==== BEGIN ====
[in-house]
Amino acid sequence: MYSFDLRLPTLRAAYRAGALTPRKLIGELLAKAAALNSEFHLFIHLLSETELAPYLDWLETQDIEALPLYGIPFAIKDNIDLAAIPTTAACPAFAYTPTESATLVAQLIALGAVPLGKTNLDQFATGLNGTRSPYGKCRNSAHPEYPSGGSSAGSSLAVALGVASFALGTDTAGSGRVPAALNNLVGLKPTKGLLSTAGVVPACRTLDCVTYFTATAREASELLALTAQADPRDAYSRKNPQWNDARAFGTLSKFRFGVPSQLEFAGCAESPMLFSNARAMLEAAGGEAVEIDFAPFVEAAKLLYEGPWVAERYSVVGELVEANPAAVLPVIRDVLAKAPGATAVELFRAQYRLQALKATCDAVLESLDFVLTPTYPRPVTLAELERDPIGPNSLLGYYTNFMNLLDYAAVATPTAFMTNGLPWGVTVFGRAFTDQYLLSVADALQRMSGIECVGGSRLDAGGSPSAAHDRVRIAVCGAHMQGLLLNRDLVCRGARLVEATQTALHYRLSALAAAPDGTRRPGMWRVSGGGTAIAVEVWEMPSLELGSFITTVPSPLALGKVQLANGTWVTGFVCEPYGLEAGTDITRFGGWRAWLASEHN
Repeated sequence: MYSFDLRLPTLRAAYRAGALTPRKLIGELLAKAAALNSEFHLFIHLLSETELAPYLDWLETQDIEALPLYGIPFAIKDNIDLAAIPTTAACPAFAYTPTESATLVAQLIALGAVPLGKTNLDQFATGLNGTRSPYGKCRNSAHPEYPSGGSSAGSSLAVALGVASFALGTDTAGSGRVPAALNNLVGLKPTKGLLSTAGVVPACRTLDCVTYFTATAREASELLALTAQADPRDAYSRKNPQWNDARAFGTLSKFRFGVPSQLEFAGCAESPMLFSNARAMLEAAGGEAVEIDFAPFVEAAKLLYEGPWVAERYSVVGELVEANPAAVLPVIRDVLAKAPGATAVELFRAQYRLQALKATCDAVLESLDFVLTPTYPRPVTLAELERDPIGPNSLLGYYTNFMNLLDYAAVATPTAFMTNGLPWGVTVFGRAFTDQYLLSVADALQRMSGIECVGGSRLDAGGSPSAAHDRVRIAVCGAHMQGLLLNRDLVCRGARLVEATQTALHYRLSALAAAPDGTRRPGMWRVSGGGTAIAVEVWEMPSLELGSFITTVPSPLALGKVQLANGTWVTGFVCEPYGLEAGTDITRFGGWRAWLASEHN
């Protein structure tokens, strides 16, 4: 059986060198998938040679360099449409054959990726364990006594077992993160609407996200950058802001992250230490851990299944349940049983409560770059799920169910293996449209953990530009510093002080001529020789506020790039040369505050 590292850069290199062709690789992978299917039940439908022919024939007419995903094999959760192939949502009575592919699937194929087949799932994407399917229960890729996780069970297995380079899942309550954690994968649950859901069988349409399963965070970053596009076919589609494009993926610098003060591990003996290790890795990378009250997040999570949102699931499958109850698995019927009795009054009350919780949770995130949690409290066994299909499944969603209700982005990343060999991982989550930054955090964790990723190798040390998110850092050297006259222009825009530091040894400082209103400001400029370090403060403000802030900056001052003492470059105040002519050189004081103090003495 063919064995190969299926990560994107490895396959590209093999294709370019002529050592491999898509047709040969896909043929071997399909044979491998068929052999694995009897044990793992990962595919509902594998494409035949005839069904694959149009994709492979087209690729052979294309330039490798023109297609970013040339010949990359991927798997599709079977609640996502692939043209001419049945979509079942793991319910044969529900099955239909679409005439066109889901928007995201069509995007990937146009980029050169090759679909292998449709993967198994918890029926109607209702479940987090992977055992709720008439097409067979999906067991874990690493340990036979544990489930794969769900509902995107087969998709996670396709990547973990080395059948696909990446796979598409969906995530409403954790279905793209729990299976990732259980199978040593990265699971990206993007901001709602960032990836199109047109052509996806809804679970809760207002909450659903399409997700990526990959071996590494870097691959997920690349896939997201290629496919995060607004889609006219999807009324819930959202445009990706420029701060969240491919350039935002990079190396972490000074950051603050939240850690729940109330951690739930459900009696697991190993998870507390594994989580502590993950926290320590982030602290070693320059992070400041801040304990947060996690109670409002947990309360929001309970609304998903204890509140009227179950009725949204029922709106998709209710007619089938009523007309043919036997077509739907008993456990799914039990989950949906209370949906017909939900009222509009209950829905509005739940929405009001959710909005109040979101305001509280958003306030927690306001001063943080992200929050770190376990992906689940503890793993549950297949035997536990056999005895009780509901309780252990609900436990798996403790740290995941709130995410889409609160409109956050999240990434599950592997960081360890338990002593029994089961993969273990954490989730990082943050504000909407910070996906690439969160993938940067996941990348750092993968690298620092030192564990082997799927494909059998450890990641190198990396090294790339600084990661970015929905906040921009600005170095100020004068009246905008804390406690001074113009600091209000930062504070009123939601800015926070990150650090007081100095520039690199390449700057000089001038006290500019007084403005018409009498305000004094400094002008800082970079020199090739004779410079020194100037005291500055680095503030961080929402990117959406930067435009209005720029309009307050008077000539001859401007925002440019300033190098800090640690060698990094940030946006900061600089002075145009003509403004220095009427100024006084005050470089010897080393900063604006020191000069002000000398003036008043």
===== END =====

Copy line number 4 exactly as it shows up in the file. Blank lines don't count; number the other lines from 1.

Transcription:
């Protein structure tokens, strides 16, 4: 059986060198998938040679360099449409054959990726364990006594077992993160609407996200950058802001992250230490851990299944349940049983409560770059799920169910293996449209953990530009510093002080001529020789506020790039040369505050 590292850069290199062709690789992978299917039940439908022919024939007419995903094999959760192939949502009575592919699937194929087949799932994407399917229960890729996780069970297995380079899942309550954690994968649950859901069988349409399963965070970053596009076919589609494009993926610098003060591990003996290790890795990378009250997040999570949102699931499958109850698995019927009795009054009350919780949770995130949690409290066994299909499944969603209700982005990343060999991982989550930054955090964790990723190798040390998110850092050297006259222009825009530091040894400082209103400001400029370090403060403000802030900056001052003492470059105040002519050189004081103090003495 063919064995190969299926990560994107490895396959590209093999294709370019002529050592491999898509047709040969896909043929071997399909044979491998068929052999694995009897044990793992990962595919509902594998494409035949005839069904694959149009994709492979087209690729052979294309330039490798023109297609970013040339010949990359991927798997599709079977609640996502692939043209001419049945979509079942793991319910044969529900099955239909679409005439066109889901928007995201069509995007990937146009980029050169090759679909292998449709993967198994918890029926109607209702479940987090992977055992709720008439097409067979999906067991874990690493340990036979544990489930794969769900509902995107087969998709996670396709990547973990080395059948696909990446796979598409969906995530409403954790279905793209729990299976990732259980199978040593990265699971990206993007901001709602960032990836199109047109052509996806809804679970809760207002909450659903399409997700990526990959071996590494870097691959997920690349896939997201290629496919995060607004889609006219999807009324819930959202445009990706420029701060969240491919350039935002990079190396972490000074950051603050939240850690729940109330951690739930459900009696697991190993998870507390594994989580502590993950926290320590982030602290070693320059992070400041801040304990947060996690109670409002947990309360929001309970609304998903204890509140009227179950009725949204029922709106998709209710007619089938009523007309043919036997077509739907008993456990799914039990989950949906209370949906017909939900009222509009209950829905509005739940929405009001959710909005109040979101305001509280958003306030927690306001001063943080992200929050770190376990992906689940503890793993549950297949035997536990056999005895009780509901309780252990609900436990798996403790740290995941709130995410889409609160409109956050999240990434599950592997960081360890338990002593029994089961993969273990954490989730990082943050504000909407910070996906690439969160993938940067996941990348750092993968690298620092030192564990082997799927494909059998450890990641190198990396090294790339600084990661970015929905906040921009600005170095100020004068009246905008804390406690001074113009600091209000930062504070009123939601800015926070990150650090007081100095520039690199390449700057000089001038006290500019007084403005018409009498305000004094400094002008800082970079020199090739004779410079020194100037005291500055680095503030961080929402990117959406930067435009209005720029309009307050008077000539001859401007925002440019300033190098800090640690060698990094940030946006900061600089002075145009003509403004220095009427100024006084005050470089010897080393900063604006020191000069002000000398003036008043």